Tuesday, July 24, 2007

No More Horses

240mm Howitzer, Model of 1918

The 240mm Howitzer, Model of 1918, was of French design and American manufacture. The weights of the various loads made transportation by horse traction a practical impossibility. The advent of mechanical traction, not tied to railroads, made moving the larger artillery weapons more practical.

The platform was sunk into a pit and required considerable labor to install it. The weight of the entire unit was 41,296 lbs (18,771 kilos). The weights of each load ranged from 12,545 lbs to 16,320. The recoil system was hydro-pneumatic and its action was described as that of taking a railroad locomotive traveling at 105 miles per hour, stopping it in 36 inches and returning it to its point of origin without damage. Impressive in any era.

Maximum elevation is 60 degrees (1066 mils) and traverse is 10 degrees (178 mils) left or right of center. There is a lot of that bad boy in the ground.

Range was 16,000 yards or 14,770 meters.

Saturday, June 09, 2007


Dead Men’s Guns and Other Patton Stuff

The M1909 Colt .45 that once belonged to General Julio Cardenas, the head of Villa's bodyguard. Cardenas was Captain of the "Doradoes" the Golden Ones, the "bodyguard" for Francisco Villa. In accordance with typical Mexican Revolutionary decorum, he was called "General" Cardenas. General Cardenas and another Villista were killed by 2LT Patton using the single-action Colt he had purchased in March, 1915.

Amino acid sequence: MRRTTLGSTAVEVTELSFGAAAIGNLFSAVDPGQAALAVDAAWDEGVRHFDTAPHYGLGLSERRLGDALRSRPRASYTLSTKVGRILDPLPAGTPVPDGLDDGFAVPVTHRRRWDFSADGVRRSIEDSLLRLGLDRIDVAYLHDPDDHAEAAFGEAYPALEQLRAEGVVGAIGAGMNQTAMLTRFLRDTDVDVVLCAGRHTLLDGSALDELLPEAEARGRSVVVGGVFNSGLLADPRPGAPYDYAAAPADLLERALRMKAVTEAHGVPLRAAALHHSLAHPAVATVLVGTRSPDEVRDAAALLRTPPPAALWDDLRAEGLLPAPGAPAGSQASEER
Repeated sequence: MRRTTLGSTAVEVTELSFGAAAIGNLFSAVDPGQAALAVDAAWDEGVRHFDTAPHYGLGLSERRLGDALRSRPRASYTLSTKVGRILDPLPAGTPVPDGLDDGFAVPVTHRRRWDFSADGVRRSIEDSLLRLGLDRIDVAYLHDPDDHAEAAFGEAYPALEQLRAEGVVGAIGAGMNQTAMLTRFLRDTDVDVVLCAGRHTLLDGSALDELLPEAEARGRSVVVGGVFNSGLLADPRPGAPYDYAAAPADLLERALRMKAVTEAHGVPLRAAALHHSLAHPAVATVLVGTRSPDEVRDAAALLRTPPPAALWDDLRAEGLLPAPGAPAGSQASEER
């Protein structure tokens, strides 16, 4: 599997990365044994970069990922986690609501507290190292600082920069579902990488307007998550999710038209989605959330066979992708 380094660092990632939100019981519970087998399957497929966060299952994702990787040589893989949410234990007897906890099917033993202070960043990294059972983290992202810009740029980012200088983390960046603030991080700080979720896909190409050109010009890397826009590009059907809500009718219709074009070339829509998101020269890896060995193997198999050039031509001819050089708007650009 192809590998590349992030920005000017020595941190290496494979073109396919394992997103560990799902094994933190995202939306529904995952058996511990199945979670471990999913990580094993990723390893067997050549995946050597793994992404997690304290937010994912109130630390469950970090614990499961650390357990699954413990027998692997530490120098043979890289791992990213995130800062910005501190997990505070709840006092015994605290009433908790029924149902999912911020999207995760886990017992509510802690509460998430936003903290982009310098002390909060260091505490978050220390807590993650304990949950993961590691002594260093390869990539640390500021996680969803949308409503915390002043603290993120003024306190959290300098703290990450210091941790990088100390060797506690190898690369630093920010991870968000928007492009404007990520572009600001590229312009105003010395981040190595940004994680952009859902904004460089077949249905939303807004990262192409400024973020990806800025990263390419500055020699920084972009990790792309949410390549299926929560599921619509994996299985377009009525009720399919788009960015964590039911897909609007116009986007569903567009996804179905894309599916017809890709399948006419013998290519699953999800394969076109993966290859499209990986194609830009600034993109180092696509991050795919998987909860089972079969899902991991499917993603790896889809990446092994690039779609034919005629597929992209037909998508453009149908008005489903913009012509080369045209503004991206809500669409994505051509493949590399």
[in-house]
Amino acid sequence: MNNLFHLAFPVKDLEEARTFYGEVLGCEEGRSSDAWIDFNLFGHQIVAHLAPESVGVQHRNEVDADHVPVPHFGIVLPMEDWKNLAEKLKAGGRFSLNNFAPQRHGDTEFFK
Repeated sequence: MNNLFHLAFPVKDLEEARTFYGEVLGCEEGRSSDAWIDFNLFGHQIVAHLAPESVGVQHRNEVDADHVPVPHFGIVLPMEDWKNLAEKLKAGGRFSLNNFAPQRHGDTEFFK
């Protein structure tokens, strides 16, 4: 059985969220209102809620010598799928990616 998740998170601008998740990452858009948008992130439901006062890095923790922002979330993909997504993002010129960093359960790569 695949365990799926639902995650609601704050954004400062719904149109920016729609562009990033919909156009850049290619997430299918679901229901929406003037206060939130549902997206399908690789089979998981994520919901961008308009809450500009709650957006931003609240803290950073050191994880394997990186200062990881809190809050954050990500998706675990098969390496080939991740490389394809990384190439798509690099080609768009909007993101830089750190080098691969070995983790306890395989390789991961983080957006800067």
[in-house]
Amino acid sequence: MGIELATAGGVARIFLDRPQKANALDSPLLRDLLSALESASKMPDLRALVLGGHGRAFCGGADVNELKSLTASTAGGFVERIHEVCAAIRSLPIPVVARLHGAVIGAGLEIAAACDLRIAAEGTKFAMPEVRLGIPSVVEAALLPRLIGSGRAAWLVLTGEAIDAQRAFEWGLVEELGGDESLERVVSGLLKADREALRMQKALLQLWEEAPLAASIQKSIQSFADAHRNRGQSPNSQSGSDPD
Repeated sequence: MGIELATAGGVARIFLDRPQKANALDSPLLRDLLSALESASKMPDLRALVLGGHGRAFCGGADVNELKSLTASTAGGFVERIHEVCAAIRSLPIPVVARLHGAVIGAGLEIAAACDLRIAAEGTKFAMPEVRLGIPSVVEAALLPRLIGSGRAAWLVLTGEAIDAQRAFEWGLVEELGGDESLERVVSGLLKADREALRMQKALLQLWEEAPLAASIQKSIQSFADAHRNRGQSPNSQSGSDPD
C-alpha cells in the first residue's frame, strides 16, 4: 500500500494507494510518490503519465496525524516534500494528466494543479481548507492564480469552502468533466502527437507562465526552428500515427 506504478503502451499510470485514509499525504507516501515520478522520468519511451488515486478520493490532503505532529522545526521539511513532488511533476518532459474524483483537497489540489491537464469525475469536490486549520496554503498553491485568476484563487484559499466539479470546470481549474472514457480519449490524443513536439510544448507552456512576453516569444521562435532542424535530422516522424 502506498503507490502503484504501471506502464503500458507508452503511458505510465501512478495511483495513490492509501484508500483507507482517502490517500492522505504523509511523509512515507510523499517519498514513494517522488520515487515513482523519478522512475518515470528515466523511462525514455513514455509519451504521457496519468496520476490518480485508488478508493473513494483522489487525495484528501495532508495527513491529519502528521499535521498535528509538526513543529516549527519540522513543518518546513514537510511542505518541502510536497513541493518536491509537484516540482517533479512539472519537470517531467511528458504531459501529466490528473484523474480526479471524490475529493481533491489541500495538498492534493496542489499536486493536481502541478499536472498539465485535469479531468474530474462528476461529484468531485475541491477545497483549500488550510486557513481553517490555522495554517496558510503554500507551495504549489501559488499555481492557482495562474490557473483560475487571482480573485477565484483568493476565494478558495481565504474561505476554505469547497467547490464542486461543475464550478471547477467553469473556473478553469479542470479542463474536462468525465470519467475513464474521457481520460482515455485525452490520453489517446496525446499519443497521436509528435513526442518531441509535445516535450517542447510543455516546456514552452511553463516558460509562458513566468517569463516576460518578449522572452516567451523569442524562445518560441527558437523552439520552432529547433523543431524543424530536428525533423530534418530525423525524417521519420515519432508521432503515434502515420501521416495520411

The M1909 Colt was taken from Cardenas’ body by Patton,
a nice new pistol for which the Colt Revolving Arms Co. has no records.

Cardenas' spurs, another "battlefield" pick up.

This broom-handle Mauser pistol taken from a dead German officer in 1918.

The saddle of Colonel George S. Patton, Commander of the 22nd Virginia Infantry, which was modified in the late 1800s with "new" stirrups. The saddle was commercially made in Philadelphia just prior to the Civil War.

All photographs courtesy of the Patton Museum of Cavalry and Armor, Ft Knox, KY.

Wednesday, June 06, 2007


The Remington single shot was Patton's very first pistol - gotten around 1902.

The 1905 was Patton's first automatic pistol purchase.

The Colt .45 belonged to a good friend of Patton's in the 15th Cavalry during the expedition to Mexico. When he died (about 1925), he left it to Patton in his will.

The Walther PP was a presentation to Patton from the 90th Division - one of two they gave him (a "pair") - the other is at VMI. The 90th Division had captured a Walther factory and had a pistol engraved for every General officer in the Third Army. Patton was the only one to get two.

The Tokarev was a presentation from the Russian General that Patton drank under the table in May of 1945. The inscription basically thanks Patton for helping beat those *#%&@ Germans and was presented at Amstettin GE.

The little colt needs no explanation - the grips have the stars of a General and "GSP" in the grips. They are made from US silver quarters.

Patton's .38 cal Colt used for the Olympics of 1912.

All photographs courtesy of the Patton Museum of Cavalry and Armor, Ft Knox, KY.